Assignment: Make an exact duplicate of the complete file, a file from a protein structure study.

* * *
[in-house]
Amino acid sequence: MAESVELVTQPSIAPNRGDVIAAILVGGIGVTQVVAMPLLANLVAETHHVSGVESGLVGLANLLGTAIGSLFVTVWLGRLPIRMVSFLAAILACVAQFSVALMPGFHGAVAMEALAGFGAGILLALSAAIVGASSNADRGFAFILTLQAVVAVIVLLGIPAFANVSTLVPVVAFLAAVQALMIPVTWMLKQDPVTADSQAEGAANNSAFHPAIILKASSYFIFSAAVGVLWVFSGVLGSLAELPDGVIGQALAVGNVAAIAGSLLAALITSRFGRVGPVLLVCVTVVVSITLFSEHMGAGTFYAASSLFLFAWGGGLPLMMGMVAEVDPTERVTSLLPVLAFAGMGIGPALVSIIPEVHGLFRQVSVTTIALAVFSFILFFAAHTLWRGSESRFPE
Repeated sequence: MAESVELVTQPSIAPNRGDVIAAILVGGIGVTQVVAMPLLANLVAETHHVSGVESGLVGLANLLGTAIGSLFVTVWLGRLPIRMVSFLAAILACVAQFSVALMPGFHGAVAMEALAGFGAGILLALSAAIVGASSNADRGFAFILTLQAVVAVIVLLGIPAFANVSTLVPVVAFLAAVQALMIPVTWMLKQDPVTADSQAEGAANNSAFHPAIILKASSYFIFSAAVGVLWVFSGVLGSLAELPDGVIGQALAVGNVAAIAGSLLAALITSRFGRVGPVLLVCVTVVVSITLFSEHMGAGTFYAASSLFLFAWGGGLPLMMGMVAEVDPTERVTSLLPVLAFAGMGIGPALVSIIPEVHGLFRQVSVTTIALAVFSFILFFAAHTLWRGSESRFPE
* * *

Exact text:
[in-house]
Amino acid sequence: MAESVELVTQPSIAPNRGDVIAAILVGGIGVTQVVAMPLLANLVAETHHVSGVESGLVGLANLLGTAIGSLFVTVWLGRLPIRMVSFLAAILACVAQFSVALMPGFHGAVAMEALAGFGAGILLALSAAIVGASSNADRGFAFILTLQAVVAVIVLLGIPAFANVSTLVPVVAFLAAVQALMIPVTWMLKQDPVTADSQAEGAANNSAFHPAIILKASSYFIFSAAVGVLWVFSGVLGSLAELPDGVIGQALAVGNVAAIAGSLLAALITSRFGRVGPVLLVCVTVVVSITLFSEHMGAGTFYAASSLFLFAWGGGLPLMMGMVAEVDPTERVTSLLPVLAFAGMGIGPALVSIIPEVHGLFRQVSVTTIALAVFSFILFFAAHTLWRGSESRFPE
Repeated sequence: MAESVELVTQPSIAPNRGDVIAAILVGGIGVTQVVAMPLLANLVAETHHVSGVESGLVGLANLLGTAIGSLFVTVWLGRLPIRMVSFLAAILACVAQFSVALMPGFHGAVAMEALAGFGAGILLALSAAIVGASSNADRGFAFILTLQAVVAVIVLLGIPAFANVSTLVPVVAFLAAVQALMIPVTWMLKQDPVTADSQAEGAANNSAFHPAIILKASSYFIFSAAVGVLWVFSGVLGSLAELPDGVIGQALAVGNVAAIAGSLLAALITSRFGRVGPVLLVCVTVVVSITLFSEHMGAGTFYAASSLFLFAWGGGLPLMMGMVAEVDPTERVTSLLPVLAFAGMGIGPALVSIIPEVHGLFRQVSVTTIALAVFSFILFFAAHTLWRGSESRFPE